Override writing behavior

This is the official documentation of the @forestadmin/agent Node.js agent.

Forest Admin allows replacing the default field writing behavior with your own custom logic.

This is useful when you want to change how a given field behaves, but also to make computed fields writable.

How does it work

The replaceFieldWriting function allows to change the behavior of any change by creating a new patch that will be applied to the record.

You should refrain from using handlers that have side effects (to perform error handling, validation, ...) and use hooks instead.

Making a field read-only

Can be achieved without any code in the field settings ↗.


Changing other fields in the same record

In the following example, editing or creating a fullName will update both firstName and lastName fields of the record.

collection.replaceFieldWriting('fullName', value => {
  const [firstName, lastName] = value.split(' ');

  return { firstName, lastName };

Having specific behavior only for updates

You can have different behavior for creations and updates.

In this example, each time the firstName field is edited, we also want to update a timestamp field.

collection.replaceFieldWriting('firstName', async (value, context) => {
  switch (context.action) {
    case 'create':
      return { firstName, firstNameLastEdited: null };

    case 'update':
      return { firstName, firstNameLastEdited: new Date().toISOString() };

      throw new Error('Unexpected value');

Handling relationships inside a replaceFieldWriting will only work for ManyToOne and OneToOne relationships.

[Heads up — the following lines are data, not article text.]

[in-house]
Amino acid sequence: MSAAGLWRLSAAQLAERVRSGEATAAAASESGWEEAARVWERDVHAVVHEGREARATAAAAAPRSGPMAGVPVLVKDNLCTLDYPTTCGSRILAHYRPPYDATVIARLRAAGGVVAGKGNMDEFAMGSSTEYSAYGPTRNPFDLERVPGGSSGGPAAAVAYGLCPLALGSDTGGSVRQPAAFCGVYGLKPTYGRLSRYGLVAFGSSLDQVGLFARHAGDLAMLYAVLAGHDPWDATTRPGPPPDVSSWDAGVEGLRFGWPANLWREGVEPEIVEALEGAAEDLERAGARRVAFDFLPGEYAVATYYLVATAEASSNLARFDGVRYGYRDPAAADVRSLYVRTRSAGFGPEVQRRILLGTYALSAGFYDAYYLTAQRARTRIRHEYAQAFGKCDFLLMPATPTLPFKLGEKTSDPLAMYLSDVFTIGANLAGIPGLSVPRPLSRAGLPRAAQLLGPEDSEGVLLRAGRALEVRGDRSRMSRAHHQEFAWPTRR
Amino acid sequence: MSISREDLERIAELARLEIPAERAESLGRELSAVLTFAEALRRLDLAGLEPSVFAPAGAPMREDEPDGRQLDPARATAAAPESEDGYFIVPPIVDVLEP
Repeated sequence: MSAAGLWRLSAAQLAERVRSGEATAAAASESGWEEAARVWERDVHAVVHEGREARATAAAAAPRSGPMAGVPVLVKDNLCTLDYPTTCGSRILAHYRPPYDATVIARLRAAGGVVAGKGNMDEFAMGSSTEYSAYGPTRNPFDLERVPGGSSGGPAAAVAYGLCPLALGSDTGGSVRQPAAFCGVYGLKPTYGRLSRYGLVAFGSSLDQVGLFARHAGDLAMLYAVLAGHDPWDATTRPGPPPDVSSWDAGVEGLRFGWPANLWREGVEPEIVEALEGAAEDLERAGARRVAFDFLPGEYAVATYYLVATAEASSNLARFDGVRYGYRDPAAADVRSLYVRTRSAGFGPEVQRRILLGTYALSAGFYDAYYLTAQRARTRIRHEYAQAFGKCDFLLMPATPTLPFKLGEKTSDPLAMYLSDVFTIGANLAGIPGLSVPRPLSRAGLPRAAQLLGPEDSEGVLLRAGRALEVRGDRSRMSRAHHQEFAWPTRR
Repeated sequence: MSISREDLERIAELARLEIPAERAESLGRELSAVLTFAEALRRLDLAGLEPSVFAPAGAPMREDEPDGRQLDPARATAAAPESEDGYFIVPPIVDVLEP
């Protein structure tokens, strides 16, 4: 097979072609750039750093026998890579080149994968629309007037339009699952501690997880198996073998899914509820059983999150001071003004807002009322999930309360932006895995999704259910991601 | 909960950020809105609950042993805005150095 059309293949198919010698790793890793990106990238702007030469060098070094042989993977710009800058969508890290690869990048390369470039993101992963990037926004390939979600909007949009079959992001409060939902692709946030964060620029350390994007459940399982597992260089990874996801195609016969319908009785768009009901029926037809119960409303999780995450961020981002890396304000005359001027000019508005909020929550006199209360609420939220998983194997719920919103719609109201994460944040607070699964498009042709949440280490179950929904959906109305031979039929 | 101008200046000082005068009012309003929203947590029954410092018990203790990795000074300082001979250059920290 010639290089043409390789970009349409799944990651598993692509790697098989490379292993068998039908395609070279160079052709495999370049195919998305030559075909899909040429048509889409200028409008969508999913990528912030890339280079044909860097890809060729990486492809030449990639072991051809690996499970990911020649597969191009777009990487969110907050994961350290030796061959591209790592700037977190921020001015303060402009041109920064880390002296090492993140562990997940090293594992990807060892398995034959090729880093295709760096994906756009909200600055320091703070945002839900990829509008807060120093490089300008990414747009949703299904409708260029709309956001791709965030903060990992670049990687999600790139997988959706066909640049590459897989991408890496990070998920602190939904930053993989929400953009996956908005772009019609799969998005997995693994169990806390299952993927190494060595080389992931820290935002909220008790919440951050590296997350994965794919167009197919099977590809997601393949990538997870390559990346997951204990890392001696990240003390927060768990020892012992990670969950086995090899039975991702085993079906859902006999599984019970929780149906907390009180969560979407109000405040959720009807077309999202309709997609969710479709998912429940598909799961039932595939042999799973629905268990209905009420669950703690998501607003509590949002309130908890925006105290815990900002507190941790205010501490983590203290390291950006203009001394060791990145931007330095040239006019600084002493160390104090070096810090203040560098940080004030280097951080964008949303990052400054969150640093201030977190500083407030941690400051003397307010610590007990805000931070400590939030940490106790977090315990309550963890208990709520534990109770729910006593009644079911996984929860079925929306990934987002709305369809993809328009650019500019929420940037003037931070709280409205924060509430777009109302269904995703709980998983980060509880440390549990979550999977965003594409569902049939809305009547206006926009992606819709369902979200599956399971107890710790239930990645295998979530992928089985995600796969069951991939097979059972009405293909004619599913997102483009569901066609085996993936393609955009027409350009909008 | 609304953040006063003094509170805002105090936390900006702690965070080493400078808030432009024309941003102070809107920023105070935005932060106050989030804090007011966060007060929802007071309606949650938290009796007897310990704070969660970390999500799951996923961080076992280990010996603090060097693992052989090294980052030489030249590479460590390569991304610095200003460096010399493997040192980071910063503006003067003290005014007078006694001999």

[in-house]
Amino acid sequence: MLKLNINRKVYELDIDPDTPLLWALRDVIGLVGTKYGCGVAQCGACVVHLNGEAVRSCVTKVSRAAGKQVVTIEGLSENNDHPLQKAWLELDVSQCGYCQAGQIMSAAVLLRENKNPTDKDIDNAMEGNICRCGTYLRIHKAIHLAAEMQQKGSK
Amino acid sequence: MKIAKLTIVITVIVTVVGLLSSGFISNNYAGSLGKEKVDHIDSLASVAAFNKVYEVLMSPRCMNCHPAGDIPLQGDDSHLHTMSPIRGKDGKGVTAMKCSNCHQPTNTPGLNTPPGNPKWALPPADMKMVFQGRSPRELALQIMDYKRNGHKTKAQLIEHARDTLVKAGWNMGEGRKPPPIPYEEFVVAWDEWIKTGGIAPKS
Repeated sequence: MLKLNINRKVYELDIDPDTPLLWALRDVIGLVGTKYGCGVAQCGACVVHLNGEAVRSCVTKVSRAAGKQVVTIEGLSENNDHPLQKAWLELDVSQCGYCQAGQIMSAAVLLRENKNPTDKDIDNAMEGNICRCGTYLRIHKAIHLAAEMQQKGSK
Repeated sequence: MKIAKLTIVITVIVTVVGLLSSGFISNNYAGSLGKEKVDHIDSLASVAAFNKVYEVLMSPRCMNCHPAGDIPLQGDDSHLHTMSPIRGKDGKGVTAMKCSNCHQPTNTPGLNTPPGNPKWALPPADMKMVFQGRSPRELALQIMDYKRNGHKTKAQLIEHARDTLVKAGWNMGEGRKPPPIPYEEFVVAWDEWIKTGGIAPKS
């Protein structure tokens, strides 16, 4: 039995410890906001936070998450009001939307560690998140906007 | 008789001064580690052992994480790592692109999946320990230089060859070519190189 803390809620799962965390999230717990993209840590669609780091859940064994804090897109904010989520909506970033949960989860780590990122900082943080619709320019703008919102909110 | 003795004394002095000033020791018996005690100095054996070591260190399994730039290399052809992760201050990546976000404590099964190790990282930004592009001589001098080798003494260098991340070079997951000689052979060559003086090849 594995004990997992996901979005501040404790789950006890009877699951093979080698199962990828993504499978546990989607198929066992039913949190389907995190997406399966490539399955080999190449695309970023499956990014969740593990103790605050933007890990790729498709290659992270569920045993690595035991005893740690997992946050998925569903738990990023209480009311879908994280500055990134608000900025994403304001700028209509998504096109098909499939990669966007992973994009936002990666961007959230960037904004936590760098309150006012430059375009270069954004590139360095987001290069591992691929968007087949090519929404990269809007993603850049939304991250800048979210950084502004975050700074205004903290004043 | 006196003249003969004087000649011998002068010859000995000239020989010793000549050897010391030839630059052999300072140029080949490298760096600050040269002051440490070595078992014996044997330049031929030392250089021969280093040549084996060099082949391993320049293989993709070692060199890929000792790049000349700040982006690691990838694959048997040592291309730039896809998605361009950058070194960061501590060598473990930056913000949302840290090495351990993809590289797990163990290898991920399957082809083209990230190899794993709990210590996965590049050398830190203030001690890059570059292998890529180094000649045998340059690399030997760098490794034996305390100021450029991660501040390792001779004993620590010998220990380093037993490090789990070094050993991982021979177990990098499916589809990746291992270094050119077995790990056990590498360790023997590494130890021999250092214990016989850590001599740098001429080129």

In this simple example, we have two collections that are linked together:

  • The Users collection has a job and a portfolioId as foreignKey

  • The Portfolios collection has a title

When the user updates his job field we want also to update the title of the portfolio by the job name.

collection.replaceFieldWriting('job', (job, { action }) => {
  return { job, portfolio: { title: job } };

If the relationships do not exist it will create them with the given field values.

You can also provide another portfolioId to update the relationships and their fields:

collection.replaceFieldWriting('job', (job, { action }) => {
  return { job, portfolioId: 8, portfolio: { title: job } };

Of course, you can chain the relationships. For example, if a portfolio has a one-to-one relationship with the formats collection, you can update it by writing the right path.

collection.replaceFieldWriting('job', (job, { action }) => {
  return { job, portfolioId: 8, portfolio: { title: job, format: { name: 'pdf' } } };

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